Later that day when her mother doesn't come down from her top story writing room, Tuesday is concerned. Her father suggests that she might tiptoe up and see if she can hear anything from beyond the door. Nothing. Her father decides that he too will investigate. When they get no response, he quietly opens the door ... the window is open, Serendipity Smith is gone! Dad Denis shows no anxiety, assuring his daughter that her mother is bound to be home before breakfast.

But, Tuesday gets no rest. She returns to the studio and finds a silver box which contains a delicate thread that spells The End. Those two telling words will not stick to her mother's manuscript. Tuesday decides to begin her own story - that is when the real adventure begins, as well. The words lift off the page and carry Tuesday and Baxterr out the open window. Off they go to the land where all stories are written.

Imagine her surprise when another silver strand of words belonging to The Blake Luckhurst appears in the sky nearby. The name seems a bit familiar. Blake explains:

"... he continued, "First published at twelve. Million books sold by the time I was thirteen. Two films in the making. Jack Bonner - my hero - bestselling action figure last Christmas, in case you've been living on the moon."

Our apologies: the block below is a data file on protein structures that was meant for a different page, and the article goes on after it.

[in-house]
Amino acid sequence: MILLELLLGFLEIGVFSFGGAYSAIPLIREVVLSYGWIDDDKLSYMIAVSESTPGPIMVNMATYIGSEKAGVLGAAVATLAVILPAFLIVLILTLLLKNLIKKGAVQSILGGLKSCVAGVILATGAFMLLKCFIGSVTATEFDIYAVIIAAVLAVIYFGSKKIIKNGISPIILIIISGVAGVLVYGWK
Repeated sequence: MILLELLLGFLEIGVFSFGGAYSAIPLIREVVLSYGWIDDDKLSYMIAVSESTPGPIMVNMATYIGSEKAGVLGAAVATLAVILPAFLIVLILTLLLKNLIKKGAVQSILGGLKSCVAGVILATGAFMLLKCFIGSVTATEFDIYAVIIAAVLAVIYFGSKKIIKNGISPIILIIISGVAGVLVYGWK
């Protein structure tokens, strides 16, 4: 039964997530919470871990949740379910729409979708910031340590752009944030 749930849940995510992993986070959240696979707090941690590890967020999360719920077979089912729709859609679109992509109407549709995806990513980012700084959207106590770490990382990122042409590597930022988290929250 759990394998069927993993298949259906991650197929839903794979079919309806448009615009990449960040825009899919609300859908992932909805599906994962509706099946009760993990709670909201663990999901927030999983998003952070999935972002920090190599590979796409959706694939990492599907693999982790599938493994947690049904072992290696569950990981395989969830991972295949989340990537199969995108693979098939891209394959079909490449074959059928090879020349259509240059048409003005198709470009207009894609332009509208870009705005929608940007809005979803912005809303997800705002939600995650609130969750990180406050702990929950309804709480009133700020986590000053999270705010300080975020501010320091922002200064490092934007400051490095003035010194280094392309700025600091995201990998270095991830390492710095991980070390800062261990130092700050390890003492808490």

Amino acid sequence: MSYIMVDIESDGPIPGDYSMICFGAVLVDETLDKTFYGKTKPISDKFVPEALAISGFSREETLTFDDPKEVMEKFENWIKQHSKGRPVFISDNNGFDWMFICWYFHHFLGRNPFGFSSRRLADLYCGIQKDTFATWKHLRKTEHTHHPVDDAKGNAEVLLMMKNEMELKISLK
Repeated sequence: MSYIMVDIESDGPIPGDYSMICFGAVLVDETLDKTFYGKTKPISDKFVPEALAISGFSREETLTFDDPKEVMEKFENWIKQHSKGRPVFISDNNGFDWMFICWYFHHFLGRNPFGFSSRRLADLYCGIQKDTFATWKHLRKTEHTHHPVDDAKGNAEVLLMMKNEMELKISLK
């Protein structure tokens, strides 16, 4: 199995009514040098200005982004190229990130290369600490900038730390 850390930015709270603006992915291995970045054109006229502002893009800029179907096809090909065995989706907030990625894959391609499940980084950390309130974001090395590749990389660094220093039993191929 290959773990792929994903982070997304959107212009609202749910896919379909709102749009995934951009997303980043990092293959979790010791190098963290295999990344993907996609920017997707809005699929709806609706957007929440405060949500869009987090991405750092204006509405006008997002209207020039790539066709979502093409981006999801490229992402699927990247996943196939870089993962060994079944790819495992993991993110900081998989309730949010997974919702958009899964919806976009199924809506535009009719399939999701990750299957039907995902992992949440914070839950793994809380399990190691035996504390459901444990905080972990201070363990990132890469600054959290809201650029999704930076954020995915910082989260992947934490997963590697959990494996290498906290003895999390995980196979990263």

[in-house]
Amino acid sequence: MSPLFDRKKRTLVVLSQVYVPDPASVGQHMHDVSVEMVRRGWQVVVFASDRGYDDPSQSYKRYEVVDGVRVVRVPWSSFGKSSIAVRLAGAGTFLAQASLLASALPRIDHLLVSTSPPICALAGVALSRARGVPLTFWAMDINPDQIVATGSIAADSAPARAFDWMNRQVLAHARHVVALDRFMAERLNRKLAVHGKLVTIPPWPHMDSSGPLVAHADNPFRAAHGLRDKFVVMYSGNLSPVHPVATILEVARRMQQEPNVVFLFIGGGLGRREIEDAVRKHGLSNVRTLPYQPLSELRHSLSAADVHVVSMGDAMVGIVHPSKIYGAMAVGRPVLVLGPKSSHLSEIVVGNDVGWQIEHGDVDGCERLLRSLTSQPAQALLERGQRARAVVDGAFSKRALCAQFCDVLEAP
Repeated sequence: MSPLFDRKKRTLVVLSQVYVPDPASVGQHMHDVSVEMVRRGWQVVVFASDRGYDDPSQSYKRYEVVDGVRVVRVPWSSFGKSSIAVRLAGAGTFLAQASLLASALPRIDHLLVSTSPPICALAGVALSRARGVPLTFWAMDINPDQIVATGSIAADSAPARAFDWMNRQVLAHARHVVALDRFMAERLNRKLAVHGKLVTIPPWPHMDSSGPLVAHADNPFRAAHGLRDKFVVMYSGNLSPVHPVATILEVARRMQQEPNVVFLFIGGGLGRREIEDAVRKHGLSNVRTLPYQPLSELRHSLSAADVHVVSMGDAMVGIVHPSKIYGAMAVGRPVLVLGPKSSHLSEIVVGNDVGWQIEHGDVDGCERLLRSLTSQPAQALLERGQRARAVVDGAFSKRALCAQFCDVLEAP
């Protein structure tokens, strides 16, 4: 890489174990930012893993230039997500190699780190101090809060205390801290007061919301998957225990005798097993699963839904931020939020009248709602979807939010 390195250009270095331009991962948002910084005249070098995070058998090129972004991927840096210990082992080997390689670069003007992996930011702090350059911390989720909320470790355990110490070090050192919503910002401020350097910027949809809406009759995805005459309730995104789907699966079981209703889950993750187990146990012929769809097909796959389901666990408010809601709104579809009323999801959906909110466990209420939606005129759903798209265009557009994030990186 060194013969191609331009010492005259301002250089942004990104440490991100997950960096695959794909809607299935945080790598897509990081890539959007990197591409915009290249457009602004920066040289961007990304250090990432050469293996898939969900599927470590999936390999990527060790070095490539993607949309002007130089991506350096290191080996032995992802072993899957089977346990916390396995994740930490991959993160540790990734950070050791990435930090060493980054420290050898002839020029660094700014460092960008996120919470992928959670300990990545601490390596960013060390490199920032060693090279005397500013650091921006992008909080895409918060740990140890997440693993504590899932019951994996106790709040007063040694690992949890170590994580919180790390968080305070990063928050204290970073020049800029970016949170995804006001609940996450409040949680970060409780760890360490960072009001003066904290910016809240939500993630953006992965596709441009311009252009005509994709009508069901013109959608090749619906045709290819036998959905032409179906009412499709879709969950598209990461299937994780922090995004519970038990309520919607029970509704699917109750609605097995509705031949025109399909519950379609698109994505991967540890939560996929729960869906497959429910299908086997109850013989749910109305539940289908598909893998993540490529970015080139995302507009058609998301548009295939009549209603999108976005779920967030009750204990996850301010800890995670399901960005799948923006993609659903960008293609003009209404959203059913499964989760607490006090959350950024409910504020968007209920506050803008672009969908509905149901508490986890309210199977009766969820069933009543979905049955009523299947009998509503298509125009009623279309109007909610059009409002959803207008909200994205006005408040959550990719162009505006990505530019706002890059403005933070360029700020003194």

As if meeting a self-assured teenage author isn't enough, Blake introduces Tuesday to the Librarian. She is a much respected and helpful character for Tuesday, while also being demanding and quire inflexible with her expectations of writers. In this author's world Tuesday is lucky enough to meet her mother's character Vivienne Small,  and asks her to help find Serendipity. Their wild adventure conjures up characters from her mother's fictional world, and a whole lot of trouble!

Inventive, funny, fresh, and fast paced, this book is an homage to the power of the imagination and the written word. It will be especially loved by those who love adventure, a touch of magic and a feisty heroine who plods on despite obstacles until all is right in her world again. You know the ones!

Wednesday, February 11, 2015

28 Days: Moments in Black History That Changed the World. Written by Charles R. Smith Jr. and illustrated by Shane W. Evans. Roaring Brook Press, Macmillan. Raincoast Books. 2015. $21.99 all ages

"Day 11

June 15, 1921

Bessie Coleman
receives her pilot's
license in France
since no American
flight schools accepted
women or blacks."

What an important and celebratory book Charles R. Smith Jr. has penned in honor of Black History Month. In his introductory note, he tells his audience that he has always had concern -'a love-hate relationship' - for sharing black culture only one month of the year. He explains what he wanted to do in this new book:

"I wanted to bring Black History Month alive. I wanted to go beyond the familiar names and faces I saw every year without new additions. I wanted to show the variety of accomplishments black people have achieved, not just in the long ago past, but in recent times and present day as well. Ultimately, I wanted to provide a wealth of information for teachers and students alike all in one book."

When his editor, Neal Porter, asked him to consider a book that was focused on the 28 days in the month of February, Mr. Smith set about finding stories. He made the decision to start in 1770 with Crispus Attucks , and then move forward to the present, and President Barack Obama.